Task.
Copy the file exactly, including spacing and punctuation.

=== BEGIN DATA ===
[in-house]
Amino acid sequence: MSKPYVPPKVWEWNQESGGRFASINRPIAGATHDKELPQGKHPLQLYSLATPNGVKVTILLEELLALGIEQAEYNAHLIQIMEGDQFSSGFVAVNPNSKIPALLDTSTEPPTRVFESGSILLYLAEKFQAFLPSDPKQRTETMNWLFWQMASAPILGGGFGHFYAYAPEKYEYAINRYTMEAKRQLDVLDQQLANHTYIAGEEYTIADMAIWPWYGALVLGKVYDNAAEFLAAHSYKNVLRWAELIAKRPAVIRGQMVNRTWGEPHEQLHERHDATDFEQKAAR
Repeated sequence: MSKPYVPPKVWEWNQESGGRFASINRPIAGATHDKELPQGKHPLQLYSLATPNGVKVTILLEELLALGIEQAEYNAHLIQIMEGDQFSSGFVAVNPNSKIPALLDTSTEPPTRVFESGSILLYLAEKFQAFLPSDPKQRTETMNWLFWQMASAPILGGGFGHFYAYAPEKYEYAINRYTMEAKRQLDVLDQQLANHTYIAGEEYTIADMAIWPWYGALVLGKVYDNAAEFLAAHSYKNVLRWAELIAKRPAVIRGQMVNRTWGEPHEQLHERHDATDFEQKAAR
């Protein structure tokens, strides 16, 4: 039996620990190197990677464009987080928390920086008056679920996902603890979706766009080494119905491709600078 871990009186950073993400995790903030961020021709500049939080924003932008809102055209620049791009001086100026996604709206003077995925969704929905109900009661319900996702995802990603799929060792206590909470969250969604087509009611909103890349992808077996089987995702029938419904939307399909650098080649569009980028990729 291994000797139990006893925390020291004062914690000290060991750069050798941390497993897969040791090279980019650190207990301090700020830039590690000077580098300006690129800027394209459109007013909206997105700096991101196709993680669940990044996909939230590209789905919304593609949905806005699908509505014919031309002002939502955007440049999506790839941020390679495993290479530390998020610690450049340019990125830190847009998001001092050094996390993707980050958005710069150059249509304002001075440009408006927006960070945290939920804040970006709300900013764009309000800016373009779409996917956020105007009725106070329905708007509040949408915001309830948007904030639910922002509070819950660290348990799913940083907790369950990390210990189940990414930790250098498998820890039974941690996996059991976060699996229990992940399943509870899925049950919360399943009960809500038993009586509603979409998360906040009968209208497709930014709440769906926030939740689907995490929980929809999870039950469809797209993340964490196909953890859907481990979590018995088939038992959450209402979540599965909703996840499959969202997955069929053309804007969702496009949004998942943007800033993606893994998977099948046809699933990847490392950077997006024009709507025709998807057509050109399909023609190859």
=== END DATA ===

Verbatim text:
[in-house]
Amino acid sequence: MSKPYVPPKVWEWNQESGGRFASINRPIAGATHDKELPQGKHPLQLYSLATPNGVKVTILLEELLALGIEQAEYNAHLIQIMEGDQFSSGFVAVNPNSKIPALLDTSTEPPTRVFESGSILLYLAEKFQAFLPSDPKQRTETMNWLFWQMASAPILGGGFGHFYAYAPEKYEYAINRYTMEAKRQLDVLDQQLANHTYIAGEEYTIADMAIWPWYGALVLGKVYDNAAEFLAAHSYKNVLRWAELIAKRPAVIRGQMVNRTWGEPHEQLHERHDATDFEQKAAR
Repeated sequence: MSKPYVPPKVWEWNQESGGRFASINRPIAGATHDKELPQGKHPLQLYSLATPNGVKVTILLEELLALGIEQAEYNAHLIQIMEGDQFSSGFVAVNPNSKIPALLDTSTEPPTRVFESGSILLYLAEKFQAFLPSDPKQRTETMNWLFWQMASAPILGGGFGHFYAYAPEKYEYAINRYTMEAKRQLDVLDQQLANHTYIAGEEYTIADMAIWPWYGALVLGKVYDNAAEFLAAHSYKNVLRWAELIAKRPAVIRGQMVNRTWGEPHEQLHERHDATDFEQKAAR
């Protein structure tokens, strides 16, 4: 039996620990190197990677464009987080928390920086008056679920996902603890979706766009080494119905491709600078 871990009186950073993400995790903030961020021709500049939080924003932008809102055209620049791009001086100026996604709206003077995925969704929905109900009661319900996702995802990603799929060792206590909470969250969604087509009611909103890349992808077996089987995702029938419904939307399909650098080649569009980028990729 291994000797139990006893925390020291004062914690000290060991750069050798941390497993897969040791090279980019650190207990301090700020830039590690000077580098300006690129800027394209459109007013909206997105700096991101196709993680669940990044996909939230590209789905919304593609949905806005699908509505014919031309002002939502955007440049999506790839941020390679495993290479530390998020610690450049340019990125830190847009998001001092050094996390993707980050958005710069150059249509304002001075440009408006927006960070945290939920804040970006709300900013764009309000800016373009779409996917956020105007009725106070329905708007509040949408915001309830948007904030639910922002509070819950660290348990799913940083907790369950990390210990189940990414930790250098498998820890039974941690996996059991976060699996229990992940399943509870899925049950919360399943009960809500038993009586509603979409998360906040009968209208497709930014709440769906926030939740689907995490929980929809999870039950469809797209993340964490196909953890859907481990979590018995088939038992959450209402979540599965909703996840499959969202997955069929053309804007969702496009949004998942943007800033993606893994998977099948046809699933990847490392950077997006024009709507025709998807057509050109399909023609190859």